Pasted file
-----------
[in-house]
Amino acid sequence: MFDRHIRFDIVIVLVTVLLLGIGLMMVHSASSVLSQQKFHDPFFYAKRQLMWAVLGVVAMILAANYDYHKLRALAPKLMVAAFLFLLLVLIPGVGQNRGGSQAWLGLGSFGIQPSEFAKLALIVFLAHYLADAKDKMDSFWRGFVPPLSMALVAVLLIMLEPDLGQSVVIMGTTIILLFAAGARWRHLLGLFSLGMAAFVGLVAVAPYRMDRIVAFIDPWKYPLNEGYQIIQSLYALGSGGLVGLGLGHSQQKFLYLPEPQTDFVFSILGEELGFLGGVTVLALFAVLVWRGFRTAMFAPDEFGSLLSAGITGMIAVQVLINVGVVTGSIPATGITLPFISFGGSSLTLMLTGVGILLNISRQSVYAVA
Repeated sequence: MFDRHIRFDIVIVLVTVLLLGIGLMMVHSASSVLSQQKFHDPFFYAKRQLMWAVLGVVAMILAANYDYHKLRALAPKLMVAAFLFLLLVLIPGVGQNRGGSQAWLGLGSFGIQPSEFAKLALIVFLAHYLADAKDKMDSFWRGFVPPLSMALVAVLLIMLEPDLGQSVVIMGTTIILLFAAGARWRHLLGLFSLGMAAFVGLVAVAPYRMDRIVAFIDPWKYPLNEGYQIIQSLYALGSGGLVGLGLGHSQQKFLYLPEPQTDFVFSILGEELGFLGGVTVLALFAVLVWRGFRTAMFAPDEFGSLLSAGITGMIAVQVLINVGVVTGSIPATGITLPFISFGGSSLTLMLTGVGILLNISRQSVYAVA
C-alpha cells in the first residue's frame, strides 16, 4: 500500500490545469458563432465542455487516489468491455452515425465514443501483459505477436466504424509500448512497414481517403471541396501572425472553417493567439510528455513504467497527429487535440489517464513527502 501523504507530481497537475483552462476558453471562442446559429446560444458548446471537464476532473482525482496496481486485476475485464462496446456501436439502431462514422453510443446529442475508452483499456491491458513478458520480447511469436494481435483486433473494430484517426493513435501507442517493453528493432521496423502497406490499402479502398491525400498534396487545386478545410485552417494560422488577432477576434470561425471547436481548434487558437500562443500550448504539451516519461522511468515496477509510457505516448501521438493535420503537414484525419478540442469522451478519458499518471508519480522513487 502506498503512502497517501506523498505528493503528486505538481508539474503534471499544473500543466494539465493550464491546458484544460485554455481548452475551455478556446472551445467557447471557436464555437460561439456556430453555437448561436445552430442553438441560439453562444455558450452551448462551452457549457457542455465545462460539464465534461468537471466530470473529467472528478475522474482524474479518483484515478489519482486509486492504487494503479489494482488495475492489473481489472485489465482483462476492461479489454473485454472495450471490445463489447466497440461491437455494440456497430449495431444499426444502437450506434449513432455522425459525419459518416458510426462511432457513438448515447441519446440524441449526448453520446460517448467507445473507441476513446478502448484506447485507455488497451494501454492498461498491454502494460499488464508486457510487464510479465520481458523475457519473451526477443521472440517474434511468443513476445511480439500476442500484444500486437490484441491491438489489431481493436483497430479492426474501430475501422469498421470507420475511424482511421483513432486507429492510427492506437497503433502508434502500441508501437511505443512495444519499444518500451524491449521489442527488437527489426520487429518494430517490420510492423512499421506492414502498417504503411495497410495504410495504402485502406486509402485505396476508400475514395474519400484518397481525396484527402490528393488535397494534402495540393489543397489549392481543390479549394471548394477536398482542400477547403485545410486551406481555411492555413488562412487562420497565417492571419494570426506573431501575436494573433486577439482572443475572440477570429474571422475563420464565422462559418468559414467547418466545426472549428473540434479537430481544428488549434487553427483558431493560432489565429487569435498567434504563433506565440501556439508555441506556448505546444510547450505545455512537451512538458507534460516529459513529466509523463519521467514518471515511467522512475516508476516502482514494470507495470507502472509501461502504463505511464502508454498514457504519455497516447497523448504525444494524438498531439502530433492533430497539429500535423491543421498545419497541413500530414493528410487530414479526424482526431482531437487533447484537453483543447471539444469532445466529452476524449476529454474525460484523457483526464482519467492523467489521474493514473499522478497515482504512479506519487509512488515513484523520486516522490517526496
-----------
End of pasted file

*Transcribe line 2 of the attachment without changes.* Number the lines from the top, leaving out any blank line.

Amino acid sequence: MFDRHIRFDIVIVLVTVLLLGIGLMMVHSASSVLSQQKFHDPFFYAKRQLMWAVLGVVAMILAANYDYHKLRALAPKLMVAAFLFLLLVLIPGVGQNRGGSQAWLGLGSFGIQPSEFAKLALIVFLAHYLADAKDKMDSFWRGFVPPLSMALVAVLLIMLEPDLGQSVVIMGTTIILLFAAGARWRHLLGLFSLGMAAFVGLVAVAPYRMDRIVAFIDPWKYPLNEGYQIIQSLYALGSGGLVGLGLGHSQQKFLYLPEPQTDFVFSILGEELGFLGGVTVLALFAVLVWRGFRTAMFAPDEFGSLLSAGITGMIAVQVLINVGVVTGSIPATGITLPFISFGGSSLTLMLTGVGILLNISRQSVYAVA